As part of the Healthy, Hunger-Free Kids Act, snacks and desserts sold in schools as of the 2014-2015 school year were required to meet “Smart Snacks” nutritional guidelines. This study evaluated the potential of using public bid records to characterize the nutrition quality of snack food procured by school districts. Using Interflex, a database of public bid records, this study examined data for 8 school districts across the United States during 2011-2012, 2012-2013, and 2013-2014 to provide 3 years of pre-Smart Snacks data. The research team quantified the amount of calories and sugar of each product contained in the won bids based on available online sources and determined whether the product complied with Smart Snack guidelines. In all 8 districts, at least 50 percent of snack bids were compliant with the Smart Snacks standards during the 2013-2014 school year. Across sampled districts, there was a general trend in lower caloric density (kcal per product) and sugar density (grams of sugar per product) over a 3-year period. The study concluded that while the majority of bids put out by school districts from 2011 to 2014 met Smart Snacks standards, room for improvement remains. In addition, bid databases such as Interflex could be useful as a surveillance tool to examine school district food procurement practices, but there are challenges and limitations.
Nutrition Quality of U.S. School Snack Foods: A First Look at 2011-2014 Bid Records in 8 School Districts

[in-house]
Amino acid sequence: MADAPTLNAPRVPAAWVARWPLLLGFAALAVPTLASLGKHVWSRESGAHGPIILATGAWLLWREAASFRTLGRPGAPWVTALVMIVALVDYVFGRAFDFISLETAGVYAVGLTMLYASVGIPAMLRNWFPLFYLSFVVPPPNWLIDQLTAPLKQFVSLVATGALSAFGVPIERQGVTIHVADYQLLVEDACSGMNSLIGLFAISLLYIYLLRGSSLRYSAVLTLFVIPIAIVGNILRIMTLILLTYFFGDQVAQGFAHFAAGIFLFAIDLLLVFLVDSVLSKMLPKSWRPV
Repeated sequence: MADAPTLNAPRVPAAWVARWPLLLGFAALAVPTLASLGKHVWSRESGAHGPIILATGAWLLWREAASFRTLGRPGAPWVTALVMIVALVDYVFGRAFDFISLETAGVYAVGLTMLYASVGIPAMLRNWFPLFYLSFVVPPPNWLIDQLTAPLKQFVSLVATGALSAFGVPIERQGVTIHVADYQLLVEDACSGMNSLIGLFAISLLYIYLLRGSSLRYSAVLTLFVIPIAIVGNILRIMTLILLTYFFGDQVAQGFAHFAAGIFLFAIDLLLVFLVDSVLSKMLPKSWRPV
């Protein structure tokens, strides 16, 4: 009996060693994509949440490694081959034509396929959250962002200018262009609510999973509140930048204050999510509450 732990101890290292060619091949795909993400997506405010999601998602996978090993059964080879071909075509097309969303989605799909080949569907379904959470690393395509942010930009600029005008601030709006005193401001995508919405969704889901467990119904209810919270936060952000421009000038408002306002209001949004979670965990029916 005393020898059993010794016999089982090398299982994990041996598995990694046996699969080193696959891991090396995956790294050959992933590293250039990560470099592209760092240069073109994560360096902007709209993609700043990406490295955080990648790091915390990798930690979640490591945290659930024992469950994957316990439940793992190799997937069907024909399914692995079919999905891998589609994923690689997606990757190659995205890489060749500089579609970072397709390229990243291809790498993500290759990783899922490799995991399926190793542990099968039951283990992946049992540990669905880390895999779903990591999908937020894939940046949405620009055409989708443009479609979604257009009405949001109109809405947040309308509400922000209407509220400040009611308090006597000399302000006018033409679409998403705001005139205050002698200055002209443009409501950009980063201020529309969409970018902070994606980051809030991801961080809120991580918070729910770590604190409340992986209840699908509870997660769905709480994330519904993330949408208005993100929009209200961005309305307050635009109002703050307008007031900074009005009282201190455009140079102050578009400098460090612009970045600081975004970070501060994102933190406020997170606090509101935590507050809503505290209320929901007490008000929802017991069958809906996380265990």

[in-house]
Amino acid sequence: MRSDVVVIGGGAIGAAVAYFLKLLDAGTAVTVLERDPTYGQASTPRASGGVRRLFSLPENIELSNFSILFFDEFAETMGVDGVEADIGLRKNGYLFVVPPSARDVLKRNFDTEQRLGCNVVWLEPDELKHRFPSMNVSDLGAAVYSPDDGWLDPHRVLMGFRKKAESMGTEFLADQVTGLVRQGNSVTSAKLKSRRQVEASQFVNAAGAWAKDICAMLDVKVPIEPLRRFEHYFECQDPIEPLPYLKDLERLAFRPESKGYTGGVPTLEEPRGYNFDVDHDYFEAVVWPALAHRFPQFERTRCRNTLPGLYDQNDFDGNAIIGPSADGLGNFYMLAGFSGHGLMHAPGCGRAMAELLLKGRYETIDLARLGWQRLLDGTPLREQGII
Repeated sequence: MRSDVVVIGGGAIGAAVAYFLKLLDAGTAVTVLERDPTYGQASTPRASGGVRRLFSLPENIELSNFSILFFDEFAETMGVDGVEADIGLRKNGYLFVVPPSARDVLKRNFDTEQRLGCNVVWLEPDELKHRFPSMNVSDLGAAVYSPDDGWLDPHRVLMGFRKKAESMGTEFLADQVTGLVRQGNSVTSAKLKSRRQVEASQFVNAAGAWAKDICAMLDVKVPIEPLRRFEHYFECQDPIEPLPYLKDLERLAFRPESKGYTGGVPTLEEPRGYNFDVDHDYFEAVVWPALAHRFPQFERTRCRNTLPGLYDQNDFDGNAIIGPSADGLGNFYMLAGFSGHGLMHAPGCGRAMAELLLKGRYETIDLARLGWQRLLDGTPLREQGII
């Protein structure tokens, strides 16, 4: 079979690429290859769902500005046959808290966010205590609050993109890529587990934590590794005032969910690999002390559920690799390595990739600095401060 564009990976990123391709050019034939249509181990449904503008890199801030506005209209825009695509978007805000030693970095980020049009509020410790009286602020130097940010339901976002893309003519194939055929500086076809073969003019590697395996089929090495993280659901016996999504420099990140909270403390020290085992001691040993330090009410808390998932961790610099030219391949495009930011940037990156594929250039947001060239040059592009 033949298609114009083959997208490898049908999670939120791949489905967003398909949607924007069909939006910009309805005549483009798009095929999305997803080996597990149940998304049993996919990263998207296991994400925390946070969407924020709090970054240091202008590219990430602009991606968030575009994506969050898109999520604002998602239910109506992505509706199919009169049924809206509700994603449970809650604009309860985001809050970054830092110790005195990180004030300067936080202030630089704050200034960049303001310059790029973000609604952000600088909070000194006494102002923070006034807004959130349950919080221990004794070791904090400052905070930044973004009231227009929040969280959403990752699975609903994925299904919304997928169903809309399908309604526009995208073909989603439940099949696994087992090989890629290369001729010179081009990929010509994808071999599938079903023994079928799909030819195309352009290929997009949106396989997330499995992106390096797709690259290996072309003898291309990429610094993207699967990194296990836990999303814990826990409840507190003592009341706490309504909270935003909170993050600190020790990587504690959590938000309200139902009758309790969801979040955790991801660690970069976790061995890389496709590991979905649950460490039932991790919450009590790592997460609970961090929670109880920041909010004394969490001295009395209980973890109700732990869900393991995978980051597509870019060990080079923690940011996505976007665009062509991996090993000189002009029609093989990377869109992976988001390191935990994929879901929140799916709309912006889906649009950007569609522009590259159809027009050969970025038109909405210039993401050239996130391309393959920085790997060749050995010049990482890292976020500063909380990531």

Using a Bid Database to Study the Nutritional Quality of Competitive Foods in Schools and Establish a Baseline for Evaluating New USDA Guidelines
The U.S. Department of Agriculture recently proposed new standards for snack (competitive) foods in schools, similar to the Competitive Foods Guidelines developed by the Alliance for a Healthier Generation. This project will objectively track changes in snack food purchasing among K-12 public schools as a result ofthese standards. The aims … More
The marketing of unhealthy foods to children and youth is a major public health concern. Children in the United States grow up surrounded by food and beverage marketing, which primarily promotes products with excessive amounts of added sugar, salt, and fat, and inadequate amounts of fruits, vegetables, and whole grains. … More
Eating School Meals Daily Is Associated with Healthier Dietary Intakes: The Healthy Communities Study
This study examines the association between frequency of participating in the National School Lunch and School Breakfast Programs and children’s dietary intakes. The National Health and Nutrition Examination Survey Dietary Screener Questionnaire was used to measure dietary intake of fruit and vegetables, fiber, whole grains, dairy, calcium, total added sugar, sugar-sweetened … More